Wasatch Community Gardens: cool spaces where people and plants both thriveApr 03, 2022 07:27PM ● By Addie Hunsaker
Local gardeners at Liberty Wells Community Garden. (Photo courtesy Wasatch Community Gardens)
By Addie Hunsaker | [email protected]
The Crossroads Urban Center operates as an emergency food pantry in Salt Lake and has many programs, including the Wasatch Community Gardens program, which has been around since before 1989 and has been growing dramatically since.
“We've always had youth programming, but we've started a social services program which employs women that are experiencing homelessness on our farm and give them training that transfers into the job market and into a better situation. We also have an in-school youth program, where we go into local schools and teach in collaboration with teachers and parents in school gardens,” said Van Hoover, program manager at Wasatch Community Gardens.
Hoover’s favorite part about working with Wasatch is seeing gardens develop overtime. “We take these underutilized parcels and vacant lots, build gardens on them and transform them into flourishing spaces where, all of a sudden, birds, bugs and people come around….I really love watching that transformation and seeing when we get the community together, we can create these cool spaces where there is biodiversity and people can grow food.”
Many of their gardeners, renting a plot, reap the functional benefits of growing their own food in the city. This resource is especially necessary for city dwellers, with many apartment spaces not providing a place to garden. There is a social component as well for those who opt into community gardening, as well as being able to learn from fellow gardeners.
“We have folks from all over the world because we partner with the International Rescue Committee, a nonprofit that does really important work for refugees, so we have lots of gardeners with refugee backgrounds that participate in their New Roots program and come to Utah with agricultural backgrounds. Wasatch has been partners in this program for close to 10 years now. New Roots will provide a lot of traditional seeds from all over the world so refugees can grow different crops and we let them work in our gardens….It's been really amazing to see different methods being used by people to grow things, you'll be walking through the garden and see a very traditional plot from Salt Lake with tomatoes and peppers and you look over and there's, you know, a plot growing completely different things and so there's a lot of knowledge sharing that happens when refugees are growing at the gardens,” Hoover said.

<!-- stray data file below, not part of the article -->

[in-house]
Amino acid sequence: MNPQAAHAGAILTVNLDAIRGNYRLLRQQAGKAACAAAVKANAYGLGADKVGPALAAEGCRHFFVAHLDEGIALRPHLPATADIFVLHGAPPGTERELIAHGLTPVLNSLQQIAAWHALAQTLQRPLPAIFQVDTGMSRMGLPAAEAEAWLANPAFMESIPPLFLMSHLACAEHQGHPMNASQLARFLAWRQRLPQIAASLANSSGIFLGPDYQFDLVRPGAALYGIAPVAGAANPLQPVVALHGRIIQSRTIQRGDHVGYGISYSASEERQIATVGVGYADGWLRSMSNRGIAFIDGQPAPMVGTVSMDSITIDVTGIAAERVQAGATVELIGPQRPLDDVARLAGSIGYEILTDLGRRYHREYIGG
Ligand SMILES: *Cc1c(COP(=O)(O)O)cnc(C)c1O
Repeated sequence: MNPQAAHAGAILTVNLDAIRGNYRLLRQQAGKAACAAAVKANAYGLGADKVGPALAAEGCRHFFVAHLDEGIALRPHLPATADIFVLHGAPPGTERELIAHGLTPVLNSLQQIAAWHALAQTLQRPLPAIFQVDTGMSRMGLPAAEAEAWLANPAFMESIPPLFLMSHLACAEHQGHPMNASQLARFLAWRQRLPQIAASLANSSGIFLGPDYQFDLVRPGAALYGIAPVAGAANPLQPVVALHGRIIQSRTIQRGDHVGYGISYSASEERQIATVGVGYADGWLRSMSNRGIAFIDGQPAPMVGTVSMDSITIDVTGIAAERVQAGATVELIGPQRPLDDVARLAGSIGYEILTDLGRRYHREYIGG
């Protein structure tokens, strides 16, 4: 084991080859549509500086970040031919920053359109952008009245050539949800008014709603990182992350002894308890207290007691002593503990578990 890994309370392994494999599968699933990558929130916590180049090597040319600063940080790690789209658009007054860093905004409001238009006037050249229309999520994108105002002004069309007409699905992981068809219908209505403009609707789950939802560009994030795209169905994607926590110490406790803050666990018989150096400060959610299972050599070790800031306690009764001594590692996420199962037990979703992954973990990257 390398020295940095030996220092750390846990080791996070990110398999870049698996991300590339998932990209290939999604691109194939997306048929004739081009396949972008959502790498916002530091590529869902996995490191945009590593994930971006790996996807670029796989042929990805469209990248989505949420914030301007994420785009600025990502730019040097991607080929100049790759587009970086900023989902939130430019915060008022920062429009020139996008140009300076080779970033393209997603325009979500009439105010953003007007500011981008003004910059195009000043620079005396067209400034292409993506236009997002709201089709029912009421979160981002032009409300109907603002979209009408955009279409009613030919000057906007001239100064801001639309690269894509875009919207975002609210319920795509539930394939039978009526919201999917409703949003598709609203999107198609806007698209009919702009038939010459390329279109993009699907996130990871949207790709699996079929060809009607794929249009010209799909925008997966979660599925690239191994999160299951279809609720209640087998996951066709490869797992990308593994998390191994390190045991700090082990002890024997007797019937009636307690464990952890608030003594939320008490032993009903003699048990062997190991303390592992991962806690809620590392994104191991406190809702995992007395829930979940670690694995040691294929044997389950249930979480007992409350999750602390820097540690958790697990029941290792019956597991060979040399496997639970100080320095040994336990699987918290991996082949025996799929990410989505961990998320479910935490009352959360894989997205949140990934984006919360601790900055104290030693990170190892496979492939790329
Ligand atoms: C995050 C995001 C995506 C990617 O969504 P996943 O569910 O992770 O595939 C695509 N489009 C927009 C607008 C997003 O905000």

Wasatch’s mission is to empower people to grow their own healthy food and enjoy the experience that comes along with it, learning about the best natural systems to allow seeds to bloom and produce, as well as connecting people to the land and helping them to gain an appreciation for it. Wasatch also encourages those with space in their backyard to plant a garden, and even offers community education workshops year-round which focuses on seasonal gardening needs such as early season planting. Some advice Hoover has for those planting right now is to not disrupt the soil while it’s still wet.
“We have had a really dry spring so far, but a lot of people start planting too early when their soil is a bit too wet and that can actually damage your greens and peas. Instead of tilling just plant seeds directly into the ground and they will be fine,” Hoover said.
Another thing Hoover advises gardeners to do especially toward the beginning and end of the growing season is to create low tunnels. “The amount that temperatures vary season to season is growing and can be very warm and then there can be a snap freeze the next. These ranges of temperatures and frost can stop harvest early,” Hoover said. “What a lot of gardeners have started doing is putting low tunnels, pieces of PVC pipes bent over the top of their garden that is covered with plastic, to form little greenhouses. Low tunnels enable gardeners to get a lot more out of their garden each year.”
Although Wasatch has rented out nearly all their plots they are looking forward to expanding in their partnership with South Salt Lake and building two new gardens this spring, one just south of Liberty Park on the west side of 700 East as well as one near Fitts Park.